When it’s so cold, snowy and windy as it has been for what seems like forever, I often think of a trip I took to Door County, Wisconsin, a narrow peninsula tucked between Lake Michigan and Green Bay.
I’ve been there in both summer and winter and while it’s a beautiful place at any time, it’s hard to figure out why anyone ever decided to live there year round. There’s a howling wind across the waters, the roads are narrow and swiftly curve through wooded hillsides making winter driving perilous. But the people who settled here back in the 1800s were tough Finns, Swedes and Norwegians who had lived in equally harsh conditions back home and knew how to survive the cold and make a living fishing.
When you hang around the White Gull Inn at Fish Creek, named by Forbes as one of the 15 Prettiest Towns in America (I have to agree), you get to hear stories from people who can trace their ancestry many generations to those early immigrants.
They’ll tell you about how their grandparents had to walk across the frozen bay to attend school in nearby Ephraim founded by a Moravian preacher who walked from the city of Green Bay across the ice to this spot on Eagle Harbor. Indeed, there’s a lot of talk about people crossing the frozen ice back in the 1800s but I guess with few if any roads and those that did exist most likely drifted shut, you either stayed home or hoofed it across the water.
Then there was the Karen Ekberg who gave me a tour of the one room school house she and her cousin attended some 60 plus years ago. Ekberg‘s mother taught there in the 1930s before she married and lost her job because of that. That might have been a relief since besides teaching, the job entailed lighting the wood burning stove early in the morning and the only bathrooms were outhouses.
Of course they ate a lot of fish back then and this part of Wisconsin prides themselves on their cherry orchards, but let’s face it, Michigan has the best cherries no matter what those Door County people might think. But they do know how to make great cherry pie and host fish boils, where chunks of freshly caught fish and potatoes are thrown into huge iron kettles of boiling water. It was a way to feed a large crowd and probably share more stories about walking across the ice.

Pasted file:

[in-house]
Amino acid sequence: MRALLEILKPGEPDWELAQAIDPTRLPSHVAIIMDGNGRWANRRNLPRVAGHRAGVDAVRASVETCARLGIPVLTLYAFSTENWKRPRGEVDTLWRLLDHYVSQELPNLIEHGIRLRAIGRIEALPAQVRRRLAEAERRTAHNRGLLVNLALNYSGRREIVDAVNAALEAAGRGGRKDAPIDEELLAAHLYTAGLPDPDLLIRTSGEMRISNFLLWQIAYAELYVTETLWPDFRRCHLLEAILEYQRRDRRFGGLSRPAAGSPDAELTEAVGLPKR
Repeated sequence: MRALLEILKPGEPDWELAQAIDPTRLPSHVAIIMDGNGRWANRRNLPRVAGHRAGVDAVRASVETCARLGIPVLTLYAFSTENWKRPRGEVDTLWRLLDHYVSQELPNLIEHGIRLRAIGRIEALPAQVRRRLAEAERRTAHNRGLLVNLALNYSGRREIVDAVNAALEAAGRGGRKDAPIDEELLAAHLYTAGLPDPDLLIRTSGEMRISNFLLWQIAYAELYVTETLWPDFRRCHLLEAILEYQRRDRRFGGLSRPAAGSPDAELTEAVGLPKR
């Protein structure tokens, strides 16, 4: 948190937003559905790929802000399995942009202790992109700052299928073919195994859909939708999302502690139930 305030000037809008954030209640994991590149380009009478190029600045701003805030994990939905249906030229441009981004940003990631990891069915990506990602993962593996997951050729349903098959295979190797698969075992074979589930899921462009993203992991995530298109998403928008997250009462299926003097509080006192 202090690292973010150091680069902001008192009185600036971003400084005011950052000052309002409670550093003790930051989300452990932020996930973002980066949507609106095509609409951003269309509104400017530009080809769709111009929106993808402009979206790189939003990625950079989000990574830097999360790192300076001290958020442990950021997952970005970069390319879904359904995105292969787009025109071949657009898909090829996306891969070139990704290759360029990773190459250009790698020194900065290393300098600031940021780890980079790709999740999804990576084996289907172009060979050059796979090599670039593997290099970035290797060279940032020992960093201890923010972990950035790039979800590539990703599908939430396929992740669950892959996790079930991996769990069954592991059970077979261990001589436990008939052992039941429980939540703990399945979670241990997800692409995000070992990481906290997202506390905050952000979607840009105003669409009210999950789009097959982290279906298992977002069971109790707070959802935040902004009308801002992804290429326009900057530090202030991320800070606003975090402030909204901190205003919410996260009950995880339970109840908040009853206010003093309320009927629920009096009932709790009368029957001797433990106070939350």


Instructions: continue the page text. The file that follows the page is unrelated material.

Getting back to the weather here, I was sitting on my couch watching the wind whip snow into a frenzy and reading a book called "Fried Walleye and Cherry Pie: Midwestern Writers on Food" (Nebraska Press 2013, $19.95) and came across an essay written by Peggy Wolff. It so reminded me of my time in Fish Creek and staying at the wonderful White Gull Inn, that I thought I’d share two of the Inn’s recipes Peggy included in her story.
White Gull Inn Fish Boil Recipe for Home Cooks
12 small red potatoes
8 quarts water
2 cups salt (see note)
12 white fish fillets or 12 lake trout steaks, 2 inches thick (3 to 4 ounces each, 2 1/2 to 3 pounds total)
2 tablespoons coarsely chopped fresh flat-leaf parsley
Tartar sauce, for serving
1/2 cup unsalted butter, melted for serving
2 lemons, cut in halves, for serving
Wash the potatoes well and cut a thin slice off each end (this allows for better flavor penetration). Set them aside.
Pour the water into a 5-gallon pot and bring it to a rolling boil. Keep it boiling as much as possible during the cooking procedure.
Add 1 cup of the salt and the potatoes to the pot.
Cook until the potatoes are nearly done (test with a fork), 20 minutes. Add the remaining 1 cup salt and the whitefish.
Cook until the fish is still firm but beginning to pull away from the bone when lifted with a fork, 8 to 10 minutes. While the fish is cooking, skim the oil off the surface of the water with a spoon.
Lift the cooked potatoes and fish from the water and drain well. Arrange the fish and potatoes on a large platter and sprinkle with the parsley.
Serve immediately with the Tartar sauce, melted butter for dipping or spooning over, and the lemons alongside.
NOTE: The amount of salt is based on the amount of water.
If you're increasing the amount of water, add 1 cup of salt for each additional gallon of water.
White Gull Inn Door County Cherry Pie
Makes one, 10″ pie.
Pre-heat oven to 400 degrees
2 cups flour
1 cup vegetable shortening/Crisco
2 tablespoons sugar
1/2 cup cold water
In a medium size bowl, cut flour, sugar and shortening together until “pea” sized. Make a “well” in the flour and add the water. Move flour into the water and knead gently until blended together (do not over knead).
5 cups tart cherries with juice (Montmorency cherries)
1 cup sugar
2 tablespoons cornstarch
1/4 teaspoon red food coloring (optional)
In a small mixing bowl combine sugar and cornstarch. Set aside. In a non-metallic saucepan, place cherries and food coloring (if using). Heat over medium flame to release juices. Add sugar mixture and stir until blend together. Cook until thick and liquid reduces slightly. Stir constantly while cooking, about 10-15 minutes. Set aside.
Divide pie dough in half and roll out into 2 round crusts placing one into a 10″ pie pan. Put pie filling into crust and cover with the other piece of dough. Trim excess dough from around edge of pie pan, roll and crimp edges. Sprinkle top with sugar. Poke a hole in top to allow steam to escape.
Bake at 400 degrees for 15 minutes, then reduce oven to 325 degrees for another 30 minutes. Bake until golden brown. Allow to cool and serve with ice cream.